Melkor was one of the most powerful of the Ainur. But why did he turn into such a shithead and how did he become known as Morgoth?

Tl;dr: Boredom and loneliness. No, really. Oh, and also a good heaping measure of wanting the power of creation for himself, that too.

It should probably go without saying, but I’ma have spoilers below. If spoilers for a 40-something-year-old book are an issue for you, you have been warned.

First, if you don’t know the Tolkien creation mythology, click here for a primer on Eru Illúvatar, the Ainur, and the Valar.

Melkor was one of the Ainur, the brother of Manwë. Like all of the Ainur, he was created by Eru Illúvatar (the supreme deity).

“Melkor” by Kapriss-Art

Melkor was super impatient with hanging around the Timeless Halls and wanted to be able to create life himself, so he often went into the Void to try and locate the Flame Imperishable. He was never able to locate it because the Flame Imperishable resided solely with Illúvatar, but because he was leaving the Timeless Halls alone to continue his search, Melkor was often lonely and began having ideas that clashed with his fellow Ainur. Melkor’s impatience and pride caused him to weave his own theme into the Ainulindalë, the Music of the Ainur. Some of the Ainur joined his theme until there were two melodies battling before Eru. Eru introduced a second theme, and then a third to try and correct the discord, but this was ultimately unsuccessful, and the discord in the Music of the Ainur brought evil and malcontent into the creation of Eä. Even while praising his strength, Illúvatar chastised Melkor, reminding him that even discord had its source in Illúvatar himself, since the Ainur were aspects of the creator. This made Melkor Big Mad, although he kept his feelings hidden.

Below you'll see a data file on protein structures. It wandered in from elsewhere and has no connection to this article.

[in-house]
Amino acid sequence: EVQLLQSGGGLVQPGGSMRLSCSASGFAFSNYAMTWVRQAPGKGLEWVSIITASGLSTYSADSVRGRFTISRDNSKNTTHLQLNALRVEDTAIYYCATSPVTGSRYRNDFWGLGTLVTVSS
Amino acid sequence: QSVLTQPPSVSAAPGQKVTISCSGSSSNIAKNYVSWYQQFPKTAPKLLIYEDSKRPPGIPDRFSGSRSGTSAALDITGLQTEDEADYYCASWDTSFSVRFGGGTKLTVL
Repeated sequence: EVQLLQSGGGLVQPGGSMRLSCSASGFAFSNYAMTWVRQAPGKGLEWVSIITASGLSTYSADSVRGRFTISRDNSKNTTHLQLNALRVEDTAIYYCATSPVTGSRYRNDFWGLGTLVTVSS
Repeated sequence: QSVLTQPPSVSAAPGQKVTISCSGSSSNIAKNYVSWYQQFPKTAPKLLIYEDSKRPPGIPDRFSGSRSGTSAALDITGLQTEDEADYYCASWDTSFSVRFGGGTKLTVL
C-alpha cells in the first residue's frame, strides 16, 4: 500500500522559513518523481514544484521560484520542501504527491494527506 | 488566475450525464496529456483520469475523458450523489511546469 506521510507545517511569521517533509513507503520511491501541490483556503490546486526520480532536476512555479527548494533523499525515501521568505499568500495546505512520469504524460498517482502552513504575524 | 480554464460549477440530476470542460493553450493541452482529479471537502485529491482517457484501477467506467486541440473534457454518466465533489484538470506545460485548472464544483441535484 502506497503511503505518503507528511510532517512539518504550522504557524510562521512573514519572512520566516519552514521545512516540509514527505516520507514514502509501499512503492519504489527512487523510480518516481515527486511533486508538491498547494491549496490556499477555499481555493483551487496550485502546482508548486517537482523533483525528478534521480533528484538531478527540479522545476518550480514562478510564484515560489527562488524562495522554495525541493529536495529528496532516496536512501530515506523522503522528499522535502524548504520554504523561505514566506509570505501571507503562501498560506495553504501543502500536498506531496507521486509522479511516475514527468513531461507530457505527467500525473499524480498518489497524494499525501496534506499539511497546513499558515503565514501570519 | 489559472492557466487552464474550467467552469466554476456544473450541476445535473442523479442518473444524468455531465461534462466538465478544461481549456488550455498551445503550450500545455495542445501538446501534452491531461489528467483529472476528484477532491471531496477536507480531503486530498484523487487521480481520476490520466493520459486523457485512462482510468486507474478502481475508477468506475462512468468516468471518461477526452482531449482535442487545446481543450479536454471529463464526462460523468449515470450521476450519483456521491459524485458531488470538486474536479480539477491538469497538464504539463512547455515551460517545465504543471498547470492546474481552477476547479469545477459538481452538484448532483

Melkor, along with 13 other Ainur, chose to enter Eä and become the Valar in order to further shape the world of Arda. Melkor saw Arda and tried to claim it for his own, but the other Valar chose Manwë as their lord. While Melkor was stronger, Manwë understood the mind of Eru more completely than any of the other Valar. Melkor then set himself against the other Valar, working against the good they created in Arda.

For some time, Melkor’s strength held against the other Valar. Then the Vala Tulkas descended into Arda and tipped the power balance in the favor of the other Valar. Melkor took his proverbial ball and fucked off from Arda for a time. 

While Melkor was gone, the other Valar created the Two Lamps, the light source for all of Arda, and set them in the center of Middle-earth. Melkor eventually came back with a posse of Maiar who had attuned themselves with Melkor’s music and built the great fortress Utumno in the north of the land. When the Valar saw decay arising in the north, they knew Melkor was back. Before they could do anything about it, though, Melkor and his army destroyed the lamps, scorching the earth. The other Valar withdrew from Middle-earth to Aman, leaving Middle-earth to the decay of Melkor. Melkor built his second fortress, Angband, and set the Maiar Sauron to command it, while the Vala Yavanna sang the Two Trees into existence in Aman.